If you know anyone who might be encouraged by today’s post, please share.

A Good First Step

A Good First Step (CaD Ps 19) Wayfarer

Moreover by them is your servant warned;
    in keeping them there is great reward.

Psalm 19:11 (NRSVCE)

When I became a follower of Jesus as a teenager, I dove in and began devouring the Great Story. A mentor encouraged me to do more than just read it and study it, he encouraged me to memorize pieces of it. The first verse he challenged me to memorize was Joshua 1:8:

This book of the law shall not depart from your mouth, but you shall meditate on it day and night, so that you may be careful to do according to all that is written in it; for then you will make your way prosperous, and then you will have success.

It was a great one to memorize first because it set the course for me spiritually. Continuous meditation on the Great Story and applying what I learn to the words, actions, choices, and decisions of my daily life became the path to spiritual prosperity.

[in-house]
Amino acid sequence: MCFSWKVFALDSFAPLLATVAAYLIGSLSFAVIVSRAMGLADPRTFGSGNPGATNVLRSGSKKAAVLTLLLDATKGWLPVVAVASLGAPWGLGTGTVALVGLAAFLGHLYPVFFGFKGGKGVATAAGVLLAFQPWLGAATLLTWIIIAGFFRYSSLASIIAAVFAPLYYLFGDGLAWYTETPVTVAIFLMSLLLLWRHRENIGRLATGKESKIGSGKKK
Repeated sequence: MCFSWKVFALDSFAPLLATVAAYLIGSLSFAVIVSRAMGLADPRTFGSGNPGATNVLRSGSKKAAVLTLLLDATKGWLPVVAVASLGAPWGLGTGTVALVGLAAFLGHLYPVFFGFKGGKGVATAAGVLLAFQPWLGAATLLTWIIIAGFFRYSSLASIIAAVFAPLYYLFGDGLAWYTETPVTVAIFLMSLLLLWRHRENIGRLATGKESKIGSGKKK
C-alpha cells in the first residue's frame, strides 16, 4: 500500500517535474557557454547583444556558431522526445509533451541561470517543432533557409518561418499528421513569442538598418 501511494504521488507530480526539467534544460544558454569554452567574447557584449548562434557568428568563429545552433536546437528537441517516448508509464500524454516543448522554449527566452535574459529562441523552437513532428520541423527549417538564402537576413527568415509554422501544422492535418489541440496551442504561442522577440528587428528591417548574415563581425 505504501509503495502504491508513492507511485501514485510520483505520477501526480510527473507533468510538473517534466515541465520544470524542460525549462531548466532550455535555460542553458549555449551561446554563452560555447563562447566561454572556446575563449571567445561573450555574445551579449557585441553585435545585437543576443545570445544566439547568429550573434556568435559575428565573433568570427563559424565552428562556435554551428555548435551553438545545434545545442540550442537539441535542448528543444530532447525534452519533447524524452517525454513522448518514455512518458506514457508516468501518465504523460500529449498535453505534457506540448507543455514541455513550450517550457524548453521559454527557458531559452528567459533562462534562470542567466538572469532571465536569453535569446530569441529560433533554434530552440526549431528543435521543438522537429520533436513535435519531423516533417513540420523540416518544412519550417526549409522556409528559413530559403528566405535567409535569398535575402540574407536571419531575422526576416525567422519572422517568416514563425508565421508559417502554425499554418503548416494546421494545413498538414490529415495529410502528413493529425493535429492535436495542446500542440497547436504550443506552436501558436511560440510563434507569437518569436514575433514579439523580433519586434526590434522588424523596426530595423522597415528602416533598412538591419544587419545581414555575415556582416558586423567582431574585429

Even as a young man I inherently realized that “prosperity” and “success” were not referencing wealth and riches we conjure in our minds when we hear those words. That said, I have found that meditating on and applying the behavioral and financial principles and wisdom found throughout the Great Story have had tangible benefits for me along life’s road.

The lyrics of today’s Psalm could easily be a riff on Joshua 1:8. David centers the song on the benefit of God’s law, precepts, commandments, ordinances, and decrees. David poetically lists out the benefits of God’s Word:

  • It revives the soul
  • It makes the simple wise
  • It brings the heart joy
  • It gives enlightenment
  • It is worth more than gold
  • It sweetens the journey
  • It brings “great reward.”